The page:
ISLAMABAD: The Mexico-based International Maize and Wheat Improvement Centre (CIMMYT) has warned wheat growing farmers in Pakistan to keep a close eye on the spread of yellow rust disease which might evolve in new forms.
“When weather is good for wheat production, it is equally good for wheat yellow rust attack, and when appropriate measures are not in place to control the disease, the expected gain in production cannot be materialised due to losses from yellow rust and this is what happened in the previous wheat season,” said Dr Imtiaz Muhammad, Country Representative of CIMMYT in Pakistan, told Dawn on Wednesday.
He said that yellow rust was not a serious disease in Sindh province but in the last three to four years, the rust started to appear in Sindh where mega varieties are susceptible to yellow rust.
He advised farmers to remain vigilant till mid-February especially during rainy and humid days. Rusts can be better controlled when the crop is about 7 to 8 leaves or at stem elongation growth stage.
Fungicide spray at this stage can save up to 50 per cent yield losses. Vigilance and generation of knowledge through research are keys in rust management as Dr Norman Borlaug, pioneer of the green revolution, said “rust never sleeps,” Dr Imtiaz said.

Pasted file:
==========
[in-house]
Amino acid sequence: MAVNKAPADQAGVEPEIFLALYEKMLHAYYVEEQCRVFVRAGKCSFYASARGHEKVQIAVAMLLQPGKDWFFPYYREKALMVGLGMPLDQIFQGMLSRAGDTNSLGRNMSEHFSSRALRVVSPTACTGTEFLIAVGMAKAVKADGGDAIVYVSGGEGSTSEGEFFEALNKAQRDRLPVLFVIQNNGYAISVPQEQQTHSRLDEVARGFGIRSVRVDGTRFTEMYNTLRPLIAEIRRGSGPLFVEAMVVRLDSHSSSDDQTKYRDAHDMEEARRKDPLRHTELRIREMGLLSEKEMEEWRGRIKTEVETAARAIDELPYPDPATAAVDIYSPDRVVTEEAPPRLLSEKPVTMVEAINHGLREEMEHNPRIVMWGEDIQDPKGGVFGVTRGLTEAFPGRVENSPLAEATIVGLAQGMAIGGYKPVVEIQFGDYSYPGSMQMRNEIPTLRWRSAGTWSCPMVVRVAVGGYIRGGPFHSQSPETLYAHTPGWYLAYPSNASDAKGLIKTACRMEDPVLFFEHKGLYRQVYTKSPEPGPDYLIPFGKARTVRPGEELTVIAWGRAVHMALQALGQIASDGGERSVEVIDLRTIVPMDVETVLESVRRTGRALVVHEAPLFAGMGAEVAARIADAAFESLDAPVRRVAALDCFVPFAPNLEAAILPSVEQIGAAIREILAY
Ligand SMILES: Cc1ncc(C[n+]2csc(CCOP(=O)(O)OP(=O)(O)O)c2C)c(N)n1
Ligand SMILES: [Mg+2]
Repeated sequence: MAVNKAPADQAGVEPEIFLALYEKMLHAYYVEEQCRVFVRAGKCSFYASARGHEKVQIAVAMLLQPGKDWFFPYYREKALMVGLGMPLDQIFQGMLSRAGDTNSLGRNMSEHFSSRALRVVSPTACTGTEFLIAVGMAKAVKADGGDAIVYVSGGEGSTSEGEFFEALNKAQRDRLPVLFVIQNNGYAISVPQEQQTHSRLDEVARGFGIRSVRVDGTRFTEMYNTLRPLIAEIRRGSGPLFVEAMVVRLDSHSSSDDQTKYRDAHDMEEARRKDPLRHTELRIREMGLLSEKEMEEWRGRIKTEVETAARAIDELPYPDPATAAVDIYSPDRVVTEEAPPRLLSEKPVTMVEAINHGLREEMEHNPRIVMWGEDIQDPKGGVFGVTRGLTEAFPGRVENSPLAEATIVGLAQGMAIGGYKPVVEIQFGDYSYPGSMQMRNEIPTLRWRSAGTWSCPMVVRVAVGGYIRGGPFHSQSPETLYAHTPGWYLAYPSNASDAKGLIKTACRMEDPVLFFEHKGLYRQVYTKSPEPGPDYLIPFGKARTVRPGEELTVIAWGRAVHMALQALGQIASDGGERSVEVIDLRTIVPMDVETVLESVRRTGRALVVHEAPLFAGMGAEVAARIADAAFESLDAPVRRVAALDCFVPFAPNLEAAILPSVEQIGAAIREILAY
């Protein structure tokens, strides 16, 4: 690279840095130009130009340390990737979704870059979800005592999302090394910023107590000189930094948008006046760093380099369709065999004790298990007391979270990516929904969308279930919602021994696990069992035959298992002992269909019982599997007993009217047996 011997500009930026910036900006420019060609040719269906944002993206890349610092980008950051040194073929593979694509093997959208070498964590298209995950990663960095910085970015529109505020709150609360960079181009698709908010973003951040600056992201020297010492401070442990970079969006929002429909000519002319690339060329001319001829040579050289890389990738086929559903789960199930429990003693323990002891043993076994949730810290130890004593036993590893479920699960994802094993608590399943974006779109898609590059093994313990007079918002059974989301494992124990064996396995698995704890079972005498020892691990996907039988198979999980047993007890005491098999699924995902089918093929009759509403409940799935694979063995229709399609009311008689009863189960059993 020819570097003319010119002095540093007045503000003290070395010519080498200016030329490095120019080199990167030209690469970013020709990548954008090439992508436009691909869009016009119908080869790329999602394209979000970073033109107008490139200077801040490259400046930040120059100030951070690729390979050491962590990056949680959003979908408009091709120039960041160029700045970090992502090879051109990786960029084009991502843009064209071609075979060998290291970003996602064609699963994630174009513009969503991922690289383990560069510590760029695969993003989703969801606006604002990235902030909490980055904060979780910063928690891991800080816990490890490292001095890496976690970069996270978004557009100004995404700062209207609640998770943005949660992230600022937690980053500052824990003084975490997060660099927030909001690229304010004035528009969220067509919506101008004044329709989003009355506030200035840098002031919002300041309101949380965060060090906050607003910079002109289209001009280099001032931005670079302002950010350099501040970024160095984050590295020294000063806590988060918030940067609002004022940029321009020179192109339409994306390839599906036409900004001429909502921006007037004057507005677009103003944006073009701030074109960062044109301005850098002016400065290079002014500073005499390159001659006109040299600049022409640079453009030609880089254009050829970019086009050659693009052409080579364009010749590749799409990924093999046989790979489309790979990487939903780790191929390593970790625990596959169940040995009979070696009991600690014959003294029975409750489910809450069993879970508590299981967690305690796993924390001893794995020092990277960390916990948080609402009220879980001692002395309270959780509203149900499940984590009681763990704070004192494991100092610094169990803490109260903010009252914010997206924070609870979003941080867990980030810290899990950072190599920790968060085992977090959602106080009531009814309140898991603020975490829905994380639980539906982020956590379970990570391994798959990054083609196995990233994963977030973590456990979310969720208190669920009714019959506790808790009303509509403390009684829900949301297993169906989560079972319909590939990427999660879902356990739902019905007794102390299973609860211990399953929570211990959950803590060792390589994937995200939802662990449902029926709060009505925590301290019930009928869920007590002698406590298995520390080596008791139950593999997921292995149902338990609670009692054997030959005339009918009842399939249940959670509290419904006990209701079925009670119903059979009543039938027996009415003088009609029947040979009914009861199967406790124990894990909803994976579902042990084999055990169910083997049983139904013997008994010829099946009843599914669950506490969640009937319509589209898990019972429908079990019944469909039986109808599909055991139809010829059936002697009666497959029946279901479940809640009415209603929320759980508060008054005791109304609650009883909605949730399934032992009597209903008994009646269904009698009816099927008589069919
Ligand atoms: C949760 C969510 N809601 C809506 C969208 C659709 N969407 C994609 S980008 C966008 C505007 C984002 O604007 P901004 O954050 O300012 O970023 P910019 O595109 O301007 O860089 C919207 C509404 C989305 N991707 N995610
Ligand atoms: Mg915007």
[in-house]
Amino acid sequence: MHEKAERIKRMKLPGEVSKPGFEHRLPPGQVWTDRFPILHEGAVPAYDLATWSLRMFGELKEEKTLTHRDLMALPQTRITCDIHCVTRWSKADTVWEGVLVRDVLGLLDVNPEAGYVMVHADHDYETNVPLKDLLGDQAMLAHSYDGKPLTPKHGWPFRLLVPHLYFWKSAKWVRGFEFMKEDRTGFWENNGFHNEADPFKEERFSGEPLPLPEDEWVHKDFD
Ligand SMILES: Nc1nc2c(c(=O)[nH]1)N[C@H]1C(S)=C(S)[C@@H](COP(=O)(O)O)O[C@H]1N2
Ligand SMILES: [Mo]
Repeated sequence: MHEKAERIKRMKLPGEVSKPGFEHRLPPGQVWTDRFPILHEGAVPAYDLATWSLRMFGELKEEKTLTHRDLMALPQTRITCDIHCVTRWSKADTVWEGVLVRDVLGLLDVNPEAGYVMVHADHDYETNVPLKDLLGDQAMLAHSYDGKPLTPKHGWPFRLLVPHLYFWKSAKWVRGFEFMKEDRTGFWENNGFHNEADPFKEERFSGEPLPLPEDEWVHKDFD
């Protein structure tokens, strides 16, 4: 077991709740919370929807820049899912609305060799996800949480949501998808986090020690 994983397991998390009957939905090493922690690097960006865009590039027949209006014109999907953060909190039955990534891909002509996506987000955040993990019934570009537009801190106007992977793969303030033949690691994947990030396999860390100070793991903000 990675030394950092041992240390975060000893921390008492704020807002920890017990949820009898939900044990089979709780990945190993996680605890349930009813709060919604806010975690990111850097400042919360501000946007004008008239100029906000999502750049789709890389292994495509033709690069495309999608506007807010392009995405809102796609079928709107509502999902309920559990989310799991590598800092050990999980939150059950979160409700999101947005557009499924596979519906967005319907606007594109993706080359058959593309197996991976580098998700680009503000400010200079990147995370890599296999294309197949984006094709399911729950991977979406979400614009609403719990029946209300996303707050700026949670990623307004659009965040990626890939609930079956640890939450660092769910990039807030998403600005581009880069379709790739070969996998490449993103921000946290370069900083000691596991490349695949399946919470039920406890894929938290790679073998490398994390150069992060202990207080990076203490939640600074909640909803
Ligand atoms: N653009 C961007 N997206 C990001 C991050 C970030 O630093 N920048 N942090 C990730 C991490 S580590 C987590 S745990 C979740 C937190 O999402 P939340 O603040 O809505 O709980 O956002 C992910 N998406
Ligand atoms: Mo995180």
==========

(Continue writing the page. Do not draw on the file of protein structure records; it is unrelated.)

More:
Yellow rust also occurs in the central and northern districts of Khyber-Pakhtunkhwa from mid-February to mid-March. In Northern areas rust can occur even in late April.
This rust was mainly affecting wheat in central, northern Punjab and KP but in recent years it started affecting wheat crop in Sindh and southern Punjab due to climate and pathogen adaptability. Leaf rust occurs mostly in Punjab particularly in warmer areas. This can also occur in central districts like Nowshera, Mardan and Swabi.
Emphasising that scientists need to revise the strategy when developing varieties for Sindh, Dr Imtiaz stated that the combined efforts of US Department of Agriculture (USDA), CIMMYT and Pakistani scientists have resulted in the successful testing and release of 35 highly productive rust resistant wheat varieties that are capable of surviving even the destructive Ug-99 wheat fungal disease — a stem rust disease which is not yet reached Pakistan but was reported from neighbouring country like Iran.
If susceptible varieties are grown, worldwide effective fungicides application at appropriate growth stage play an important role in rust management, however, fungicides should be regarded as secondary option and not a substitute for resistant varieties.
Published in Dawn, February 6th, 2020